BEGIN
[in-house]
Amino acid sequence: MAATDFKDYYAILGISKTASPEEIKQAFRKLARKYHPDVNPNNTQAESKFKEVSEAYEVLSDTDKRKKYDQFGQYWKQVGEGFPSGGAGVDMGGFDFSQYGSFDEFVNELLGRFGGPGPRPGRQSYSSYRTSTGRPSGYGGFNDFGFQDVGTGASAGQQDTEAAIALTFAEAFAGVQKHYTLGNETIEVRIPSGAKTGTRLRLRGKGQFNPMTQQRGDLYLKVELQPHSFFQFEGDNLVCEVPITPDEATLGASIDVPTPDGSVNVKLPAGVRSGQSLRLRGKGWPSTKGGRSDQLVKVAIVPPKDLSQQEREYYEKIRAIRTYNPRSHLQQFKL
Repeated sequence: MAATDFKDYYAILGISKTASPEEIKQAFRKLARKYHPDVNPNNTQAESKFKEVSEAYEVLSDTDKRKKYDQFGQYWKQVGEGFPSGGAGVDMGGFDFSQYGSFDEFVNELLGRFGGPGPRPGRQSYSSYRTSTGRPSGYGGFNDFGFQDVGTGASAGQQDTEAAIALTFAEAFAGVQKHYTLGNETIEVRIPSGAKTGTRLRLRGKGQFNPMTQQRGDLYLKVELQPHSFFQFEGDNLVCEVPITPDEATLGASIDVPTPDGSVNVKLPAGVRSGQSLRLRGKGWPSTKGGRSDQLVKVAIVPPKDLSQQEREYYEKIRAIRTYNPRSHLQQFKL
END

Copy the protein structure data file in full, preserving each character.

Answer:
[in-house]
Amino acid sequence: MAATDFKDYYAILGISKTASPEEIKQAFRKLARKYHPDVNPNNTQAESKFKEVSEAYEVLSDTDKRKKYDQFGQYWKQVGEGFPSGGAGVDMGGFDFSQYGSFDEFVNELLGRFGGPGPRPGRQSYSSYRTSTGRPSGYGGFNDFGFQDVGTGASAGQQDTEAAIALTFAEAFAGVQKHYTLGNETIEVRIPSGAKTGTRLRLRGKGQFNPMTQQRGDLYLKVELQPHSFFQFEGDNLVCEVPITPDEATLGASIDVPTPDGSVNVKLPAGVRSGQSLRLRGKGWPSTKGGRSDQLVKVAIVPPKDLSQQEREYYEKIRAIRTYNPRSHLQQFKL
Repeated sequence: MAATDFKDYYAILGISKTASPEEIKQAFRKLARKYHPDVNPNNTQAESKFKEVSEAYEVLSDTDKRKKYDQFGQYWKQVGEGFPSGGAGVDMGGFDFSQYGSFDEFVNELLGRFGGPGPRPGRQSYSSYRTSTGRPSGYGGFNDFGFQDVGTGASAGQQDTEAAIALTFAEAFAGVQKHYTLGNETIEVRIPSGAKTGTRLRLRGKGQFNPMTQQRGDLYLKVELQPHSFFQFEGDNLVCEVPITPDEATLGASIDVPTPDGSVNVKLPAGVRSGQSLRLRGKGWPSTKGGRSDQLVKVAIVPPKDLSQQEREYYEKIRAIRTYNPRSHLQQFKL